The Checker Maven

The Death of Expertise


The Death of Expertise, by Tom Nichols, is a book that attempts to make a case for, well, expertise. The author's main points are that in the internet age, everyone thinks they're an expert, and the democratic concept of equality has come to mean that everyone's opinion is equally valid. Mr. Nichols makes a few good points, but then he says this:

"Sensible differences of opinion deteriorate into a bad high school debate in which the objective is to win and facts are deployed like checkers on a board--- none of this rises to the level of chess--- mostly to knock out other facts."

Mr. Nichols' expertise certainly doesn't extend as far as knowing much about checkers, but that doesn't stop him from making a judgment, and thereby becoming guilty of exactly the sort of thing he condemns.

In checkers, expertise comes to the fore. You have it or you don't and there's no faking or pretending. Take, for instance, the following problem, which will require genuine expertise to solve.

Black to Play and Draw
Black to Play and Draw


We think this one will really challenge you. Black has the narrowest of draws and must make a long series of star moves (nine by our count). Rise to the level of checkers (not chess), show your stuff, and do your best on this one. Then check your expertise by clicking on Read More to see the solution.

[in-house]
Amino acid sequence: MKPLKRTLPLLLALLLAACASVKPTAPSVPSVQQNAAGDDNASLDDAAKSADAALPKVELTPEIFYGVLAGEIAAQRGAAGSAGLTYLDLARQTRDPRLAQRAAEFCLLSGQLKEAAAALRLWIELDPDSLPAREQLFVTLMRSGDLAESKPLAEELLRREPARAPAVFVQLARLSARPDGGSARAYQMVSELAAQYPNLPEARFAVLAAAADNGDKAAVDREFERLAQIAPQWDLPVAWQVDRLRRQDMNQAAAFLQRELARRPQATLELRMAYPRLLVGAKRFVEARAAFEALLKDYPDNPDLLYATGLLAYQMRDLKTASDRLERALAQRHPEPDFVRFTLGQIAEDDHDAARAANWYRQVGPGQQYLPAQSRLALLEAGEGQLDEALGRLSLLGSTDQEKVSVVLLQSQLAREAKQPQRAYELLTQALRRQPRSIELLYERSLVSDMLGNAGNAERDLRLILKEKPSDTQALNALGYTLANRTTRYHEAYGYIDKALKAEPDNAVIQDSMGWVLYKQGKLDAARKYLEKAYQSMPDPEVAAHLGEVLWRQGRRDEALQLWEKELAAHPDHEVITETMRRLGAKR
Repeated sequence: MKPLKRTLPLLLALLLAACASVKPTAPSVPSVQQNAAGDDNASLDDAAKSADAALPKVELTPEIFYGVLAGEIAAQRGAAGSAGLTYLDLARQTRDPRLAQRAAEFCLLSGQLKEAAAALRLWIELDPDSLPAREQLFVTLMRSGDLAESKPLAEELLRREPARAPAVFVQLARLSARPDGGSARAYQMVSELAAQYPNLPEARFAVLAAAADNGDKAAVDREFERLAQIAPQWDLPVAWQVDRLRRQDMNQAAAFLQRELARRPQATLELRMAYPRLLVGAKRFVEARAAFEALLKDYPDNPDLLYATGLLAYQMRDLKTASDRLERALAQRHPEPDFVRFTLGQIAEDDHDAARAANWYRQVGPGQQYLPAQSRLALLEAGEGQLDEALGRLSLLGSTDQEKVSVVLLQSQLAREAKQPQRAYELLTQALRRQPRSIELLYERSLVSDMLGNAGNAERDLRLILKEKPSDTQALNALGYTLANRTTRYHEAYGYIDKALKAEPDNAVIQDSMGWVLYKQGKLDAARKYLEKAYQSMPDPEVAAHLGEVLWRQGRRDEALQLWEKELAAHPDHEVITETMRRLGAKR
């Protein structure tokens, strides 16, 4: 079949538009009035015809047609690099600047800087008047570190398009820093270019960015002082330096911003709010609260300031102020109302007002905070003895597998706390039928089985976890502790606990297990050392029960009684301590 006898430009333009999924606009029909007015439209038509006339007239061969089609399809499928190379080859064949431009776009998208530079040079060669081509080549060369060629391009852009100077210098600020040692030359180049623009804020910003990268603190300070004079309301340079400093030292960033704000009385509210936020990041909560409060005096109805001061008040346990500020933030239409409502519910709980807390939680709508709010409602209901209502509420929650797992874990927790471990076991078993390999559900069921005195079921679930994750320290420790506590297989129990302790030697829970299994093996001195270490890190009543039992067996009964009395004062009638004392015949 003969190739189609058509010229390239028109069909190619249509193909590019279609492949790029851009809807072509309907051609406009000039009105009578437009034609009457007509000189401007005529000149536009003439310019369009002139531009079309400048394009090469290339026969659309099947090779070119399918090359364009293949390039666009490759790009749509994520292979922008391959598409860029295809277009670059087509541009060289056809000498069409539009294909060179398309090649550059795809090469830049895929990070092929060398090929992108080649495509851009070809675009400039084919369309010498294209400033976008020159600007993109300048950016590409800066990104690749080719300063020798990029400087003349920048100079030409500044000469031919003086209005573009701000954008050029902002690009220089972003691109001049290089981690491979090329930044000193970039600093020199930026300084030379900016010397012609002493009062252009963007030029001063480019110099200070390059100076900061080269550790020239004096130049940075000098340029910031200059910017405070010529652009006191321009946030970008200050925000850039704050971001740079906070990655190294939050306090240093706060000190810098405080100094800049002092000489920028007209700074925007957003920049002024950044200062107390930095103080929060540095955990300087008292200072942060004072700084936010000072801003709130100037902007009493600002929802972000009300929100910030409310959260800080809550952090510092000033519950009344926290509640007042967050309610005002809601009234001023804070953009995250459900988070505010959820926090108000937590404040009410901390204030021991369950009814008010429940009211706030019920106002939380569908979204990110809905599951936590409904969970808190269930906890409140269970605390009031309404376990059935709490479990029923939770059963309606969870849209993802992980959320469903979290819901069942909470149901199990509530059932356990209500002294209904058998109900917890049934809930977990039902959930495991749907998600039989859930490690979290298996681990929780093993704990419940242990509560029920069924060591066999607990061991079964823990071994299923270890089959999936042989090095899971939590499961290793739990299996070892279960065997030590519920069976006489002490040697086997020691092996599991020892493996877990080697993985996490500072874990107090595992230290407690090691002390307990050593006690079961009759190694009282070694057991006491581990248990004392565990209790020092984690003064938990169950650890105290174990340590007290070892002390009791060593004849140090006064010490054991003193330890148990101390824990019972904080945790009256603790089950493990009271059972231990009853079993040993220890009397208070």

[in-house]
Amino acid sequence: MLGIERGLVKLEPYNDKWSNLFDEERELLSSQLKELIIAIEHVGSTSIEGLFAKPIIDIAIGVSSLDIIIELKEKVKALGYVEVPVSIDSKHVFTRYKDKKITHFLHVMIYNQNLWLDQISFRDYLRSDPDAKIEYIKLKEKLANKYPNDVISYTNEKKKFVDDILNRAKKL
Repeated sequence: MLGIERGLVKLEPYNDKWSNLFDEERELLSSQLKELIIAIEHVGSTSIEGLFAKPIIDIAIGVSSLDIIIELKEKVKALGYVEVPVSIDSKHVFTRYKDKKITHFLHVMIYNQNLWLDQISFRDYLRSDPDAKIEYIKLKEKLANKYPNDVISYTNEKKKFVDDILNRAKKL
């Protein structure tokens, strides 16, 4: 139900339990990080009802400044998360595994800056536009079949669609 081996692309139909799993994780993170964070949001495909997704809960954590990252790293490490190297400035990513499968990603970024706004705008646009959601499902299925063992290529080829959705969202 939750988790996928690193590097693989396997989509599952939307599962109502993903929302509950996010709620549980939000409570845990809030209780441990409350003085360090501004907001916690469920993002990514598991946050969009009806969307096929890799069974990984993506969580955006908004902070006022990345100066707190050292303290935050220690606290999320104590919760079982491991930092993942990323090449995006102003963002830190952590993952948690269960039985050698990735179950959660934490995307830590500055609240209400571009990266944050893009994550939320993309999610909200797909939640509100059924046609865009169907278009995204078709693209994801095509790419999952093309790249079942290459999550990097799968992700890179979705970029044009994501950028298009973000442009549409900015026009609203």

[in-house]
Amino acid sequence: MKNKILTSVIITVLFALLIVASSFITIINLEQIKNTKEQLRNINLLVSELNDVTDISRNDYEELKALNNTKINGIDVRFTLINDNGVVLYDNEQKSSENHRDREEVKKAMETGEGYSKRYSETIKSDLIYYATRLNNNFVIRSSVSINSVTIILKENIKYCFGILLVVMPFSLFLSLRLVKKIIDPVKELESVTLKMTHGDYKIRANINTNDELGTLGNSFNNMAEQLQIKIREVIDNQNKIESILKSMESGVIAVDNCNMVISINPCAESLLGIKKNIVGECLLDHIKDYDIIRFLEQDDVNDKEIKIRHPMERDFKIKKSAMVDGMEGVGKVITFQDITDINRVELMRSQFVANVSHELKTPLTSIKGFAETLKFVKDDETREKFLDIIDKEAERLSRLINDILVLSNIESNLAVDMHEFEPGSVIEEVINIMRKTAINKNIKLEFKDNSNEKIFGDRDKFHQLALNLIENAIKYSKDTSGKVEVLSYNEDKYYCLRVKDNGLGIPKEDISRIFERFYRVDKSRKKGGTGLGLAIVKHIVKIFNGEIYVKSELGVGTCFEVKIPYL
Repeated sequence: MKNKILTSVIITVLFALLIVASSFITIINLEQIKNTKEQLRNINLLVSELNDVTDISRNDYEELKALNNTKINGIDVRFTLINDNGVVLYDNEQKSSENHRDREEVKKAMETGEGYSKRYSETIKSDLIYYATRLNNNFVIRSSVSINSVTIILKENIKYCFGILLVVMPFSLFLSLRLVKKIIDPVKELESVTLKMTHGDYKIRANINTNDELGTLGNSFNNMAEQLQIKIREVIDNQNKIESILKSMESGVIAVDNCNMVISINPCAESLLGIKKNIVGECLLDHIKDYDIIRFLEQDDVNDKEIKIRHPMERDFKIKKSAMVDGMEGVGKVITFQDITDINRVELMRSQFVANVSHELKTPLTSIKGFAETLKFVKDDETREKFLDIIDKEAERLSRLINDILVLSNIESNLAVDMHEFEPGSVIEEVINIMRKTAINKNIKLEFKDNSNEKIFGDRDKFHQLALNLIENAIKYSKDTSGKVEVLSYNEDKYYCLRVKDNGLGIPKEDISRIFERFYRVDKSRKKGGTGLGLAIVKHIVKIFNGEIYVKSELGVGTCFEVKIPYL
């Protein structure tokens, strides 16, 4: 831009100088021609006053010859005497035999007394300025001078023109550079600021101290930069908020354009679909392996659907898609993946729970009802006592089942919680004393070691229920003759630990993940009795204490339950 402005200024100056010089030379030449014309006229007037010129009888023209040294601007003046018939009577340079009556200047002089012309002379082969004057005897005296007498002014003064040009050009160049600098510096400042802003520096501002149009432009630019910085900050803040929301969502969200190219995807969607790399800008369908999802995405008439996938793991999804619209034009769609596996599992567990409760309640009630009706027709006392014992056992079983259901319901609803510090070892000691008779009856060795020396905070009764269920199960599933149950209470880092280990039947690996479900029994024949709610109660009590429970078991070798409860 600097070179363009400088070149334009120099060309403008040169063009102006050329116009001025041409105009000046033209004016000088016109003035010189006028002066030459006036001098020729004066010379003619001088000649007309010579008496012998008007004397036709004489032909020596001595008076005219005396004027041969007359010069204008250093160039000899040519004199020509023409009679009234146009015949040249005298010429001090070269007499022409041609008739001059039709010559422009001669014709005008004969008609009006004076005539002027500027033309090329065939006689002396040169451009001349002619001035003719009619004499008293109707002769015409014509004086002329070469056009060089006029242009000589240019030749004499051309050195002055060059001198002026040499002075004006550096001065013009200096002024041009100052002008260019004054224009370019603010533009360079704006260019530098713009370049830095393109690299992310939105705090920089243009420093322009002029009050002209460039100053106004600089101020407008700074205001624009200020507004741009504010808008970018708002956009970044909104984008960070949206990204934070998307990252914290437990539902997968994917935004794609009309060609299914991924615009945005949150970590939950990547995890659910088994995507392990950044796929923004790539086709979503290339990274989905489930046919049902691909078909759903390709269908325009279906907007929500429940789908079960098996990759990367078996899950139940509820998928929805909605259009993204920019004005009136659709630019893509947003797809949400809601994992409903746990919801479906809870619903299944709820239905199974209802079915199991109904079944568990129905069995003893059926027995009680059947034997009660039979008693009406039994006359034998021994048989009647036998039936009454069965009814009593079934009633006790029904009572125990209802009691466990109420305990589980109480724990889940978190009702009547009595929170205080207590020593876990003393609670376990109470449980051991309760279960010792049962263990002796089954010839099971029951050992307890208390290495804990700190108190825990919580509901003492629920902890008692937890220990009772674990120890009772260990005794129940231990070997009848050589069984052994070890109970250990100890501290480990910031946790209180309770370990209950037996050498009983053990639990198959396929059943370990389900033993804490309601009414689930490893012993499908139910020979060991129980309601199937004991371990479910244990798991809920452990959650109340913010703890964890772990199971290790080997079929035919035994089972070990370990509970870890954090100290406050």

If you haven't yet reached the expert level, though, don't worry. Working on the problem will in and of itself help you develop, even if in the end you don't find the solution.null


There are many (losing) variations possible and we can't list play for all of them. We've marked the key moves and invite you to explore further with your computer.

1. 14-18*

14-17 loses.

1. ... 3-8
2. 2-7*

2-6 loses.

2. ... 8-12
3. 18-23*

7-10 and 7-11 both lose.

3. ... 26-22
4. 23-26* 12-16
5. 19-23* 16-19
6. 7-10* 19-16
7. 10-14*

26-30 and 26-31 both lose.

7. ... 16-11
8. 15-19*

Amazing! Note that 14-18 loses.

8. ... 24x15
9. 23-27* 11-16
10. 27-31 15-11
11. 31-27 16-19
12. 26-30 11-7
13. 27-24 19-16
14. 24-20 16-19
15. 30-26

Etc., to a draw.

By the way, do we recommend Mr. Nichols book? Unfortunately, we really can't. Mr. Nichols doesn't manage to separate expertise, which we greatly admire, from elitism, which we don't care for at all, and he misses the vital point that respect is earned, not demanded.

(Additional post-publication input received from Bill Salot. Mahalo, Bill!)

09/29/18 - Category: Problems - Printer friendly version
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